Bench Memos

NRO’s home for judicial news and analysis.

“Privacy” Does Not Mean Abortion


The Washington Post is so used to the euphemisms of the Left that it doesn’t seem to understand that the Left’s code is not ordinary English. Consider this passage from today’s article:

Biden asked whether “there is a right of privacy to be found in the liberty clause of the 14th Amendment?” Roberts replied, “I do, Senator. I think that the court’s expressions, and I think if my reading of the precedent is correct, I think every justice on the court believes that, to some extent or another.” The answer appeared ambiguous because some of the current justices have made it clear they would support overturning Roe.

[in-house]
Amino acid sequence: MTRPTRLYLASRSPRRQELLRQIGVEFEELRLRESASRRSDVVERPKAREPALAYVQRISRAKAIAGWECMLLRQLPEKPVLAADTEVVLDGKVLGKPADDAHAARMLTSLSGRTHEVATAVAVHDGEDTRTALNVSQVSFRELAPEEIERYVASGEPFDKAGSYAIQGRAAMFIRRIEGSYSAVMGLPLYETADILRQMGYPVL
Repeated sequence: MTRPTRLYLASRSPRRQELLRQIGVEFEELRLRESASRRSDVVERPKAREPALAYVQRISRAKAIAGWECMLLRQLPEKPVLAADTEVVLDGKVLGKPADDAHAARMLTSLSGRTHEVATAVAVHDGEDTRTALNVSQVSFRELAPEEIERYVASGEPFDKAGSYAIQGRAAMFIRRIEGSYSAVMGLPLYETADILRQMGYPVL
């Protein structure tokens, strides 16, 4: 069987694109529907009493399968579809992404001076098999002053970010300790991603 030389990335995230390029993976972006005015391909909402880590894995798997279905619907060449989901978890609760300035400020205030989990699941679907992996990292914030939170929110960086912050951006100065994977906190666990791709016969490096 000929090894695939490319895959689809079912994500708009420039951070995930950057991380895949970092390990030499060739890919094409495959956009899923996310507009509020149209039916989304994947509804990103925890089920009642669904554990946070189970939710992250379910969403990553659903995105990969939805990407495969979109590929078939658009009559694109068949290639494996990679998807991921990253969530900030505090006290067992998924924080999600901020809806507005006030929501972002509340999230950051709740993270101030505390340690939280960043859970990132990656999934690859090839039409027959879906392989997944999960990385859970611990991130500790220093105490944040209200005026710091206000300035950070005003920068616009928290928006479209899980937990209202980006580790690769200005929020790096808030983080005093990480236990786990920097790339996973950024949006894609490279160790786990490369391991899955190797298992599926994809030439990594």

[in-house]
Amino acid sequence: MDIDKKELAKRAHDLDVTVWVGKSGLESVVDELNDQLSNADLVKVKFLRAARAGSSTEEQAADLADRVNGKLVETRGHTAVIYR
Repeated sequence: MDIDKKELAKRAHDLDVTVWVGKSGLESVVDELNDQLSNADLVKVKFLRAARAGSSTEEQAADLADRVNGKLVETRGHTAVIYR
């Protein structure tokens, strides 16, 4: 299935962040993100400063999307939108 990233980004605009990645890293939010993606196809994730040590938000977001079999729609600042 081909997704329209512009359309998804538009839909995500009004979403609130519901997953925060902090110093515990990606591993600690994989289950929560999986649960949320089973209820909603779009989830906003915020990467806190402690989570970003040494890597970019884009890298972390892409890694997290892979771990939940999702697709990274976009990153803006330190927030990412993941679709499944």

The reporters evidently think the phrase “right of privacy” would ordinarily encompass abortion and find Roberts’s answer “ambiguous” only because “some of the current justices” Roberts referred to—namely, Scalia and Thomas—would overturn Roe. But there is no reason at all to suppose that “privacy” would ordinarily mean “abortion”. In other words, one can believe strongly in privacy rights (as I do) without supporting abortion at all.

The Winston Group recently released the results of a poll that asked “When you think of the right to privacy, what comes closer to how you think of that right?” Given two choices, an overwhelming majority (66%) answered “The right to be free from government intrusion — including private phone calls, private mail, private medical and financial information, and the right to raise your children as you see fit.” Only 26% answered “The right to make decisions free from government interference, such as the right to choose abortion.”


(Simply insert your e-mail and hit “Sign Up.”)

Subscribe to National Review